When Bono Went Walkabout...
“It was a great day, but I thought I had fucked it up.”
“We felt like we’d blown an opportunity to be great.”
“I really thought we were crap.”
On July 13th, 1985, U2 took to the stage at Wembley stadium for their designated slot at Live Aid, the global concert for African famine relief. This was pre-Joshua Tree, so while they were popular, they were nowhere near the household name that they are now. The plan was to play 3 songs: “Sunday Bloody Sunday”, “Bad” and “Pride (In The Name Of Love)”.
“Pride” was an intentional choice. It was their biggest hit at the time, and the band wanted to close out the set with a song that audiences across the world would remember, bringing U2 a completely different level of exposure. Bono, unintentionally as it turns out, had other ideas.
As the looping synth that characterizes Bad began to play, Bono introduced the song: “We’re an Irish band. We come from Dublin City, Ireland. Like all cities, it has its good and it has its bad. This is a song called ‘Bad.'”
And so began one of the most captivating, exciting and memorable performances ever. But not because the band intended it to be that way. The album version is about 6 minutes long, but the version they did at Live Aid went on for 12 minutes. Because part of the way through the song, Bono decided to go walkabout.
As the band played behind him, he jumped onto the photographers’ platform in front of the stage and then ultimately down onto crowd level. The band had no idea where he was, or what he was doing, but they kept playing, in the hopes that he’d be back soon and they could close out the set with Pride.
But Bono was following his instincts. Knowing that millions of eyes across there world were on him, he went looking for a memorable TV moment. He surveyed the fans at the front, and picked a young girl out of the crowd. And with the entire world watching, engaged in an intimate, yet very public slow dance with the young fan.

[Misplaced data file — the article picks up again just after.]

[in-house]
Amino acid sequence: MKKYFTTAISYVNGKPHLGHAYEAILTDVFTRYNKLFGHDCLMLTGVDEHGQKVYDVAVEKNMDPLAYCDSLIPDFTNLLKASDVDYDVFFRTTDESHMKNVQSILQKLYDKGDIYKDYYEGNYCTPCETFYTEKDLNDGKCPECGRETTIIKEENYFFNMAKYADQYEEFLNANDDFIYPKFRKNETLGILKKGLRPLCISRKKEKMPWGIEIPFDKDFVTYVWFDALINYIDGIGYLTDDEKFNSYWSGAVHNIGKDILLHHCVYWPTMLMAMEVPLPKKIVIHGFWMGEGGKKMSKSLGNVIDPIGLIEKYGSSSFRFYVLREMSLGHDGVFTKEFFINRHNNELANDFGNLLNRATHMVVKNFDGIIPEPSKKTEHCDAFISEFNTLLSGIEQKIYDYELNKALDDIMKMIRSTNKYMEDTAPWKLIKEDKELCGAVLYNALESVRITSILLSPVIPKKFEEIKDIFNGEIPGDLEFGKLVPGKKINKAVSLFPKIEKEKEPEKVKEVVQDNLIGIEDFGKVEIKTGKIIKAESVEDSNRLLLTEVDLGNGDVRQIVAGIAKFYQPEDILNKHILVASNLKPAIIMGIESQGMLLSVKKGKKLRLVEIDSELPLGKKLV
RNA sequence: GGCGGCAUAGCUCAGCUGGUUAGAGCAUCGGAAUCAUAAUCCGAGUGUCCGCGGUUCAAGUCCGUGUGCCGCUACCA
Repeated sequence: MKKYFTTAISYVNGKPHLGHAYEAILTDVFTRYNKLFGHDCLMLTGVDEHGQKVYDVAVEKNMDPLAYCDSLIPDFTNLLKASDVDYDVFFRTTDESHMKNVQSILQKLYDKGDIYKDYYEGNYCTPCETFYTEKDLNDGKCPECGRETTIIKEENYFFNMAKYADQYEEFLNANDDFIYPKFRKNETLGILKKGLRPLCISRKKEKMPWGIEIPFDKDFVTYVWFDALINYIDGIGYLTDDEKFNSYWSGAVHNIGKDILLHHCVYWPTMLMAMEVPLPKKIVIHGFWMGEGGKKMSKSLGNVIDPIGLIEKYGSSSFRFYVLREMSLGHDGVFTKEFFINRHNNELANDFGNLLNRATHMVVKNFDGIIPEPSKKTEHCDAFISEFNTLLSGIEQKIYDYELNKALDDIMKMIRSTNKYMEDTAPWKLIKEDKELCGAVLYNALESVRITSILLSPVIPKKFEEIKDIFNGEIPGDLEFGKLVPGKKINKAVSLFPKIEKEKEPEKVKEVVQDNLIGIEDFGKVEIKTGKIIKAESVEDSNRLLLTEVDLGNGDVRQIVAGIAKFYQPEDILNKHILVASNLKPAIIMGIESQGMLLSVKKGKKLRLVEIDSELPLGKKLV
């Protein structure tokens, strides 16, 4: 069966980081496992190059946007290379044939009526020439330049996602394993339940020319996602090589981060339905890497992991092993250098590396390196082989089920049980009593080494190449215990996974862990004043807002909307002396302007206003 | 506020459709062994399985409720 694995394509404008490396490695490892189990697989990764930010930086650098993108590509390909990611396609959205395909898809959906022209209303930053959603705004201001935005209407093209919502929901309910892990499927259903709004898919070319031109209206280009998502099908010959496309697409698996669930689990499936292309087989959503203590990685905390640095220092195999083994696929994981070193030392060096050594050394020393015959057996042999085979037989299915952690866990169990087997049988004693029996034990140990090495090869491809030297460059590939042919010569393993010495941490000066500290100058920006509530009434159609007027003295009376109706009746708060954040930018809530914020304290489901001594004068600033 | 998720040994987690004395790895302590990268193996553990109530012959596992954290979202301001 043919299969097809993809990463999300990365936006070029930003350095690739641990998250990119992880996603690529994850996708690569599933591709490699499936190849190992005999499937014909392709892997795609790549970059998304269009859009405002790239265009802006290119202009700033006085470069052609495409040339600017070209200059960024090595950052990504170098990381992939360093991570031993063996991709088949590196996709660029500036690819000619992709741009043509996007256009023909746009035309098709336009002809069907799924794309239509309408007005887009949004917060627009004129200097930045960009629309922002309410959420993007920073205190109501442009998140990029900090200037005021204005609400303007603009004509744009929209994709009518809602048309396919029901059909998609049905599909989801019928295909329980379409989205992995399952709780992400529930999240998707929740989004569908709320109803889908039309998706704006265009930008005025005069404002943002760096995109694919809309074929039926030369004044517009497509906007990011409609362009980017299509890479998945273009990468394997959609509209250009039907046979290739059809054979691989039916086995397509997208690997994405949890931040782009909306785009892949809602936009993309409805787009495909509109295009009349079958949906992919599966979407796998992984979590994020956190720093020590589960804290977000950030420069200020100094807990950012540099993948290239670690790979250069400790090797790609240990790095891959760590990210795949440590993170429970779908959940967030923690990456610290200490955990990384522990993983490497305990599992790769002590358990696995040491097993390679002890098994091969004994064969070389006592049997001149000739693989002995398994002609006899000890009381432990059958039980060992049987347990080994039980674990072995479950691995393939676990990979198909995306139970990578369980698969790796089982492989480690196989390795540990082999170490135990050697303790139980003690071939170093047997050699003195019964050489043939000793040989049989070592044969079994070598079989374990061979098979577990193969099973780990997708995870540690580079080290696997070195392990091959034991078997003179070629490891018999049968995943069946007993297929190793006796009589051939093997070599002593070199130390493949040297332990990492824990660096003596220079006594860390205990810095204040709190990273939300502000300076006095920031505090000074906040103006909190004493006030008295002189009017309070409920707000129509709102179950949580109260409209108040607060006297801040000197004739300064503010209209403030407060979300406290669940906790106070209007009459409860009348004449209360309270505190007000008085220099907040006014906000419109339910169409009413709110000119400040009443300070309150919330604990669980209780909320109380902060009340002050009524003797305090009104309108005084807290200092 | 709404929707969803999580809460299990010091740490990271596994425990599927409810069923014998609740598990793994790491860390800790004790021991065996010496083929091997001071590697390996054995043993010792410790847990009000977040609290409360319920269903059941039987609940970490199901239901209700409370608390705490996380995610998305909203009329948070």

When he eventually returned to the stage, he realized they had run out of time to play Pride, so he ad-libbed, launched back into the chorus and then, after thanking the crowd, walked off the stage, leaving Edge, Adam and Larry to close out the song.
As we would all find out later, the band had a huge argument afterwards. They were angry that Bono had veered off script and ruined their exposure by not being able to play their big single. He flew home depressed, brooding over the lost opportunity and the mistake he had made.
But that’s not what I saw, as I sat in my living room, watching all of this unfold live on TV. I saw a band connect with their audience. I saw a singer captivate his crowd. I saw a band that came of age.
I wasn’t the only one. In the days that followed, everyone was abuzz about this incredible, emotional, breathtaking performance by this Irish band called U2, whose lead singer had given the performance of a lifetime, breaking the barriers between artist and audience. The performance was one of the absolute highlights of Live Aid, ultimately catapulting U2 to global fame and success.
The point is that that walkabout, that veering off script isn’t something that conventional wisdom, or the “experts” would tell you to do. It’s instinctual. It’s something that you feel in the moment. It’s a gut reaction that just feels right at the time.
The point is we need to take risks. Bono took a risk, ultimately making the judgement that this was the right thing to do. He trusted his gut, and while it cost them the chance to play their biggest hit in front of hundreds of millions, it ultimately delivered a whole new level of success for U2.
The point is that playing it safe never delivers greatness.